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How Alfred LeRoy Overcame Disability as a Rider

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by Maria Schoeberl, Harley-Davidson Senior Archivist

Harley-Davidson motorcycle riders have always been well suited to the name “Enthusiast.” And there have always been riders who have taken this title to proud lengths. Perhaps the best examples of this are the riders who have overcome physical disability to pursue their love of motorcycling.

Photo courtesy of Harley-Davidson archives

One of the earliest photographs in the Archives features one such rider. The circa 1919 image shows long-distance rider Alfred LeRoy in his specially modified motorcycle and sidecar. LeRoy, who lost his left arm and at least one leg in an unidentified incident, modified the hand and foot controls so that they could all be operated with his right hand. He then had the left handlebar extended so that he could operate the motorcycle while sitting in the sidecar, which was attached to the left side of the vehicle. As a finishing touch, LeRoy had a small leather-upholstered sidecar attached to the left of his own for his dog.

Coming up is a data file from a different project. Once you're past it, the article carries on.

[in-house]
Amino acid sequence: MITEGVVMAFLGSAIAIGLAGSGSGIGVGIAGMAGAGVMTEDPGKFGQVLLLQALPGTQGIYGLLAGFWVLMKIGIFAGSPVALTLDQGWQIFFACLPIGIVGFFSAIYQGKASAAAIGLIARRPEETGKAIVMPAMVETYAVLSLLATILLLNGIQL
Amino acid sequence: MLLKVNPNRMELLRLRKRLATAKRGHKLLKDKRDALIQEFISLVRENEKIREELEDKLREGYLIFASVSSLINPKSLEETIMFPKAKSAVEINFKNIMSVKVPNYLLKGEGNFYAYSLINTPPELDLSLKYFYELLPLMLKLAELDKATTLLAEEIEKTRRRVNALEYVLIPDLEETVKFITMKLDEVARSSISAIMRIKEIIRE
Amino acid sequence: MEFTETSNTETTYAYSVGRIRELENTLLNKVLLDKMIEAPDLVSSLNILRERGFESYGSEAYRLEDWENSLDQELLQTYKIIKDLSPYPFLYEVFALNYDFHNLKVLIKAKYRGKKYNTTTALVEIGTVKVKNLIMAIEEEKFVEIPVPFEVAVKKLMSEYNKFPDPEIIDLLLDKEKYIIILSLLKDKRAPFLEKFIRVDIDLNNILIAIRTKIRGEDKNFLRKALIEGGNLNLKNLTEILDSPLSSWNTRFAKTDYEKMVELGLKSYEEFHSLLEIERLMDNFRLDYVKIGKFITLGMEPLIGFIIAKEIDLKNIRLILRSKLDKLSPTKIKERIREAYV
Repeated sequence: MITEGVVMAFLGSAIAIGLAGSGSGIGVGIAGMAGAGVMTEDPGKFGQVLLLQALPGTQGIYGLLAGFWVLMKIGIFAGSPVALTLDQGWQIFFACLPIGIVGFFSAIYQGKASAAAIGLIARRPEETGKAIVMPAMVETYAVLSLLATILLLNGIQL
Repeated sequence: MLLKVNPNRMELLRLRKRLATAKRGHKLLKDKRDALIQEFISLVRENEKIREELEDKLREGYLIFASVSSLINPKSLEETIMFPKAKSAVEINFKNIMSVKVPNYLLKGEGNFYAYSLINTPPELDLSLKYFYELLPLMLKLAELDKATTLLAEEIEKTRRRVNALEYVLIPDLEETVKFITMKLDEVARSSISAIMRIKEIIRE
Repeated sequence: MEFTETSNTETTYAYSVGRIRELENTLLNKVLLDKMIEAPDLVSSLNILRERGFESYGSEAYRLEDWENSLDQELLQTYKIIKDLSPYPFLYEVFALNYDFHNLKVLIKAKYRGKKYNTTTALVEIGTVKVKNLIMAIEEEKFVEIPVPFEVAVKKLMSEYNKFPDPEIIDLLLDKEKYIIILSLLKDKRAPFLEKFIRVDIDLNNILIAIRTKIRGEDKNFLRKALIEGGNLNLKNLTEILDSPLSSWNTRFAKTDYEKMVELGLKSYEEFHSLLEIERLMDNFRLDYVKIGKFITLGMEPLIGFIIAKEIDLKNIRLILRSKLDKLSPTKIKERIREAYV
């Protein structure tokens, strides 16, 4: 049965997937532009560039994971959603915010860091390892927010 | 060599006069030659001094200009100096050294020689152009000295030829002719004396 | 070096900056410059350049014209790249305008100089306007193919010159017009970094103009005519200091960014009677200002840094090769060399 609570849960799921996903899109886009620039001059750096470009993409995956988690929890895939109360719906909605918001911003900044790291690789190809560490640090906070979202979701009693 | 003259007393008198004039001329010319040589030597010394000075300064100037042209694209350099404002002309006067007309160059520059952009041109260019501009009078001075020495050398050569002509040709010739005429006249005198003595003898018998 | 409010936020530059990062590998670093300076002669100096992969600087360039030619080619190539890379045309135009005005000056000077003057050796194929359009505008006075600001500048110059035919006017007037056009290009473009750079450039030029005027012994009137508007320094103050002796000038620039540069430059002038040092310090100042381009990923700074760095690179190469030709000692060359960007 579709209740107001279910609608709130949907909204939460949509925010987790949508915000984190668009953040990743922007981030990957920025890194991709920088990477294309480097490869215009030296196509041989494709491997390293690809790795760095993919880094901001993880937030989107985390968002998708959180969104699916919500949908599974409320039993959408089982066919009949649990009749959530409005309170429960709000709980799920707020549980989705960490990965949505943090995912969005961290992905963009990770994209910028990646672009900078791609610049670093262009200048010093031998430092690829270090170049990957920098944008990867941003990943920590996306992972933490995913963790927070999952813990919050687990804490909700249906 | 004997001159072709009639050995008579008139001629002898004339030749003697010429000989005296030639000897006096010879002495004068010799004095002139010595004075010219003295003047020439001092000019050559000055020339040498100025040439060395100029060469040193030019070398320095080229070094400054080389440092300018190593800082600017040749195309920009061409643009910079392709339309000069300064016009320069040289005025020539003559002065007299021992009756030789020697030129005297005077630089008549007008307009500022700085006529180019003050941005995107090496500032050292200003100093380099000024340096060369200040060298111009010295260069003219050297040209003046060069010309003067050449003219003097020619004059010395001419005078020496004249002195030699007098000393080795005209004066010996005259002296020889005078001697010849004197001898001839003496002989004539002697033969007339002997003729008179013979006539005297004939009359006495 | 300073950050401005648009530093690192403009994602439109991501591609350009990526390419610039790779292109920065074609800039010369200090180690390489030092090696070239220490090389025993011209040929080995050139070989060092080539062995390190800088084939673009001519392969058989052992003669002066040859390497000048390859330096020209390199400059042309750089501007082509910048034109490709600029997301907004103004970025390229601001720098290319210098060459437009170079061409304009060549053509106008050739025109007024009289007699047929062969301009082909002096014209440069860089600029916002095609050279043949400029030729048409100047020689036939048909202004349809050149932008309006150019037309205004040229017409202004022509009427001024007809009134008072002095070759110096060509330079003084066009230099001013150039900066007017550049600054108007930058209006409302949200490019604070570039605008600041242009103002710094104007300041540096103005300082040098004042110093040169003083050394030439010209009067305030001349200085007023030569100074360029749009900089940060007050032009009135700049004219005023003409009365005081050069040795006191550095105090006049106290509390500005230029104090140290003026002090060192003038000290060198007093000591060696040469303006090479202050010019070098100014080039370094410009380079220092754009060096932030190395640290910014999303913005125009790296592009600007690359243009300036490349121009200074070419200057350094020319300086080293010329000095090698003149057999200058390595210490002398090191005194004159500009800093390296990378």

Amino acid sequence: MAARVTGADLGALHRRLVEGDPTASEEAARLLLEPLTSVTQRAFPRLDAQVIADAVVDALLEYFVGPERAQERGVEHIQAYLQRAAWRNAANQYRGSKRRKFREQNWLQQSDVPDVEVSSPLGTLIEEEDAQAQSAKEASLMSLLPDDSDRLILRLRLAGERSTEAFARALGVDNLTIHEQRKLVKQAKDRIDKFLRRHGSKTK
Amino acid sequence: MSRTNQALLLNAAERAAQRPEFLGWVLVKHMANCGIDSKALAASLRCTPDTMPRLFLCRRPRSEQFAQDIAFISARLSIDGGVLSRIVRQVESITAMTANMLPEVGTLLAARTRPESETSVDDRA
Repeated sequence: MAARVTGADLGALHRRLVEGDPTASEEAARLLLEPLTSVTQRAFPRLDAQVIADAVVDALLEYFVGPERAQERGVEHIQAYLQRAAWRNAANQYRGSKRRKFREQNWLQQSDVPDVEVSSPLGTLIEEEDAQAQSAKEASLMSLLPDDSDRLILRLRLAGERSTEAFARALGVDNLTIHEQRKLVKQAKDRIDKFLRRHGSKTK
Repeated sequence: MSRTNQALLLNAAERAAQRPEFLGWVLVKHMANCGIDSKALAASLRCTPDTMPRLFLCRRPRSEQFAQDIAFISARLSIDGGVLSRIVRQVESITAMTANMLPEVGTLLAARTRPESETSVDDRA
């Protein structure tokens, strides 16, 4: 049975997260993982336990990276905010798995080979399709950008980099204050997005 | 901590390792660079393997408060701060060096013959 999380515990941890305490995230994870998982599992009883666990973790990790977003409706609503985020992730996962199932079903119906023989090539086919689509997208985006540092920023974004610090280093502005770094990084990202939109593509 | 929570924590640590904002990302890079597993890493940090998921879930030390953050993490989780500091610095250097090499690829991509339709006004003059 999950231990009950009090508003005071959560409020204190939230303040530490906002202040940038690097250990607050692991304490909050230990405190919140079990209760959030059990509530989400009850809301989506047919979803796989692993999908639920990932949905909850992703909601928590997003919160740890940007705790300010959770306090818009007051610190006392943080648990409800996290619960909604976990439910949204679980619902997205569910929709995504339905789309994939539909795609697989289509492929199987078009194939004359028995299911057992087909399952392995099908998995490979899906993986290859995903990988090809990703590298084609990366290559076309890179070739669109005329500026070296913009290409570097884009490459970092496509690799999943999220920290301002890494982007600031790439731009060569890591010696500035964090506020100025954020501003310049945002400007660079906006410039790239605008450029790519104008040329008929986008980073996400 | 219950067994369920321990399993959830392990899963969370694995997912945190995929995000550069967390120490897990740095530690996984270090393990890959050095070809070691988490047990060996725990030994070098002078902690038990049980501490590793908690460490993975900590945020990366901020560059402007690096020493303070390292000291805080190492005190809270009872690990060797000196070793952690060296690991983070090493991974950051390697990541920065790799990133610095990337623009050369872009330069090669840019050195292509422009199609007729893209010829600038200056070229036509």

LeRoy’s sidecar modification was not unique. Rider Richard E. New had lost his legs, broken his back in two places and lost the sight in one eye as a result of falling 1,800 feet after his parachute failed to open. But in 1921, New took his sidecar-operated Harley-Davidson motorcycle on a 14,960-mile trip through 11 states, also, coincidentally, with his dog as companion.

Other riders with disabilities have been able to ride the motorcycle itself with only minor modifications. Robert Brown had lost his arms below the elbow and legs below the knee in a construction accident. The day he was released from the hospital, Brown went straight to the motor vehicle department and passed all the required tests to receive his motorcycle license. Brown purchased a 1960 Duo-Glide motorcycle with sidecar and with the help of his friends had it modified to make riding easier for him. The motorcycle was converted to a foot clutch and hand shift from an older model, and small rings were added to the throttle grip and spark advance grip so that Brown could more easily tell their position. The modifications worked well; by 1972 Brown was going on tours and poker runs and belonged to a motorcycle club.

Today, riders with disabilities do as much as they ever did to enjoy the sport of motorcycling. Steve Thompson, who suffers from the neuromuscular disease ALS (a.k.a. Lou Gehrig’s Disease,) has designed and had built a special sidecar with a ramp for his wheelchair. He simply rolls it up, locks it in and climbs onto the seat to ride. This has allowed Thompson to continue riding and touring as much as he ever has … a tribute to ALL Harley-Davidson motorcycle riders.

 

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